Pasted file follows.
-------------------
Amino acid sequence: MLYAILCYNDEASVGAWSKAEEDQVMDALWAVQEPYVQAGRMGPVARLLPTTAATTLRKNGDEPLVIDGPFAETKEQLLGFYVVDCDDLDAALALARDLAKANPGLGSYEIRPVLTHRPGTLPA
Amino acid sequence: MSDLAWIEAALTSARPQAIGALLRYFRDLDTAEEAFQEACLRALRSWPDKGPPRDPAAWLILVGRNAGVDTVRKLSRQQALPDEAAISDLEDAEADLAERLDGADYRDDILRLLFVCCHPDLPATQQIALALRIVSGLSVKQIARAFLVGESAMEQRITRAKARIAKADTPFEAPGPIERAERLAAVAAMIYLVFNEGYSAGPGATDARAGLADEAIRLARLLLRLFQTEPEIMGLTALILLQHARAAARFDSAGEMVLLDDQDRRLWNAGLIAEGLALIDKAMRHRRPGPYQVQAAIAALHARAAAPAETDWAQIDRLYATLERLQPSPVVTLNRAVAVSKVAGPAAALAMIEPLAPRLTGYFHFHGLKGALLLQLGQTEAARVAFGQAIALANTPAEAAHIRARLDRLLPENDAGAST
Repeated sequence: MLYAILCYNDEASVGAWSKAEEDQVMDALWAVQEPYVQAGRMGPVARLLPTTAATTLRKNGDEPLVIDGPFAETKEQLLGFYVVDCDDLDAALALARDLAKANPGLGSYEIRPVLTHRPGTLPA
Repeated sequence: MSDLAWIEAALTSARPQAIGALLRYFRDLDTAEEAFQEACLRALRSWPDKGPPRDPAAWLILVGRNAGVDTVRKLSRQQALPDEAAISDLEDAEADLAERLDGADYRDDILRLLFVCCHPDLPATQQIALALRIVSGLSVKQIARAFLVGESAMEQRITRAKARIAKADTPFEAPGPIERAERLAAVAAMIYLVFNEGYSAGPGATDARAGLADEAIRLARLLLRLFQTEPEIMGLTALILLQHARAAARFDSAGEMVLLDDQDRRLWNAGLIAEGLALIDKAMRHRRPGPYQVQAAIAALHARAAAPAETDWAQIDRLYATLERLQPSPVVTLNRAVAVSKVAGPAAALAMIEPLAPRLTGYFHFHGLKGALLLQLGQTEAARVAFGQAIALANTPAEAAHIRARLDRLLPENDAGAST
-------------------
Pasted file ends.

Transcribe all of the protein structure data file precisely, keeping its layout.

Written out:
Amino acid sequence: MLYAILCYNDEASVGAWSKAEEDQVMDALWAVQEPYVQAGRMGPVARLLPTTAATTLRKNGDEPLVIDGPFAETKEQLLGFYVVDCDDLDAALALARDLAKANPGLGSYEIRPVLTHRPGTLPA
Amino acid sequence: MSDLAWIEAALTSARPQAIGALLRYFRDLDTAEEAFQEACLRALRSWPDKGPPRDPAAWLILVGRNAGVDTVRKLSRQQALPDEAAISDLEDAEADLAERLDGADYRDDILRLLFVCCHPDLPATQQIALALRIVSGLSVKQIARAFLVGESAMEQRITRAKARIAKADTPFEAPGPIERAERLAAVAAMIYLVFNEGYSAGPGATDARAGLADEAIRLARLLLRLFQTEPEIMGLTALILLQHARAAARFDSAGEMVLLDDQDRRLWNAGLIAEGLALIDKAMRHRRPGPYQVQAAIAALHARAAAPAETDWAQIDRLYATLERLQPSPVVTLNRAVAVSKVAGPAAALAMIEPLAPRLTGYFHFHGLKGALLLQLGQTEAARVAFGQAIALANTPAEAAHIRARLDRLLPENDAGAST
Repeated sequence: MLYAILCYNDEASVGAWSKAEEDQVMDALWAVQEPYVQAGRMGPVARLLPTTAATTLRKNGDEPLVIDGPFAETKEQLLGFYVVDCDDLDAALALARDLAKANPGLGSYEIRPVLTHRPGTLPA
Repeated sequence: MSDLAWIEAALTSARPQAIGALLRYFRDLDTAEEAFQEACLRALRSWPDKGPPRDPAAWLILVGRNAGVDTVRKLSRQQALPDEAAISDLEDAEADLAERLDGADYRDDILRLLFVCCHPDLPATQQIALALRIVSGLSVKQIARAFLVGESAMEQRITRAKARIAKADTPFEAPGPIERAERLAAVAAMIYLVFNEGYSAGPGATDARAGLADEAIRLARLLLRLFQTEPEIMGLTALILLQHARAAARFDSAGEMVLLDDQDRRLWNAGLIAEGLALIDKAMRHRRPGPYQVQAAIAALHARAAAPAETDWAQIDRLYATLERLQPSPVVTLNRAVAVSKVAGPAAALAMIEPLAPRLTGYFHFHGLKGALLLQLGQTEAARVAFGQAIALANTPAEAAHIRARLDRLLPENDAGAST